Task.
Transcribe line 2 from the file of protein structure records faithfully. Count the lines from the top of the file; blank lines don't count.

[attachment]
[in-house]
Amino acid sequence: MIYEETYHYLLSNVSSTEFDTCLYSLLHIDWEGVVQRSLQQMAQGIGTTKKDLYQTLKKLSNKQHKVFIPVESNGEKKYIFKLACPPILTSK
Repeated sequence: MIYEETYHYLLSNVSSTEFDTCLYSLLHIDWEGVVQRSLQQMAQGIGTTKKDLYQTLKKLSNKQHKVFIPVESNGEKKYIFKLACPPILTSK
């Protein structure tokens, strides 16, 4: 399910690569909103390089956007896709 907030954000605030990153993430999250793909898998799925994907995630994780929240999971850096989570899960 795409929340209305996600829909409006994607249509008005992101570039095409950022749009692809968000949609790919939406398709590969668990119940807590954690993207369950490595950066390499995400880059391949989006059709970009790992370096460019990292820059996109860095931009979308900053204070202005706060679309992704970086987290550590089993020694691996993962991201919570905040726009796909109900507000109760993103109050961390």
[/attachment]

Amino acid sequence: MIYEETYHYLLSNVSSTEFDTCLYSLLHIDWEGVVQRSLQQMAQGIGTTKKDLYQTLKKLSNKQHKVFIPVESNGEKKYIFKLACPPILTSK